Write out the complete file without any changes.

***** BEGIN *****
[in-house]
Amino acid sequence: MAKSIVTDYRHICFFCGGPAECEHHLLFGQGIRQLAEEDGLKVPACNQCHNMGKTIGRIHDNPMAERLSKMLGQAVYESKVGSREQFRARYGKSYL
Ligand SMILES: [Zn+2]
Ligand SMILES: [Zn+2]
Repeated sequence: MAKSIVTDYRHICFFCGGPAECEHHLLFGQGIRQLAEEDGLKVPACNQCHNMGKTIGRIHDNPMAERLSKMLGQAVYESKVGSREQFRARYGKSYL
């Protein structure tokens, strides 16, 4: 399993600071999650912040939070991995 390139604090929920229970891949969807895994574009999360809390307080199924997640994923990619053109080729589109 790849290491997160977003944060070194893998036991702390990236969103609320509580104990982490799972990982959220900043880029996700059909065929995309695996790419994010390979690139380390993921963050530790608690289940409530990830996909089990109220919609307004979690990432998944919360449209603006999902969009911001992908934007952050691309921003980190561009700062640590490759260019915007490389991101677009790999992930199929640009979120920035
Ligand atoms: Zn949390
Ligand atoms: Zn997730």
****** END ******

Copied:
[in-house]
Amino acid sequence: MAKSIVTDYRHICFFCGGPAECEHHLLFGQGIRQLAEEDGLKVPACNQCHNMGKTIGRIHDNPMAERLSKMLGQAVYESKVGSREQFRARYGKSYL
Ligand SMILES: [Zn+2]
Ligand SMILES: [Zn+2]
Repeated sequence: MAKSIVTDYRHICFFCGGPAECEHHLLFGQGIRQLAEEDGLKVPACNQCHNMGKTIGRIHDNPMAERLSKMLGQAVYESKVGSREQFRARYGKSYL
């Protein structure tokens, strides 16, 4: 399993600071999650912040939070991995 390139604090929920229970891949969807895994574009999360809390307080199924997640994923990619053109080729589109 790849290491997160977003944060070194893998036991702390990236969103609320509580104990982490799972990982959220900043880029996700059909065929995309695996790419994010390979690139380390993921963050530790608690289940409530990830996909089990109220919609307004979690990432998944919360449209603006999902969009911001992908934007952050691309921003980190561009700062640590490759260019915007490389991101677009790999992930199929640009979120920035
Ligand atoms: Zn949390
Ligand atoms: Zn997730």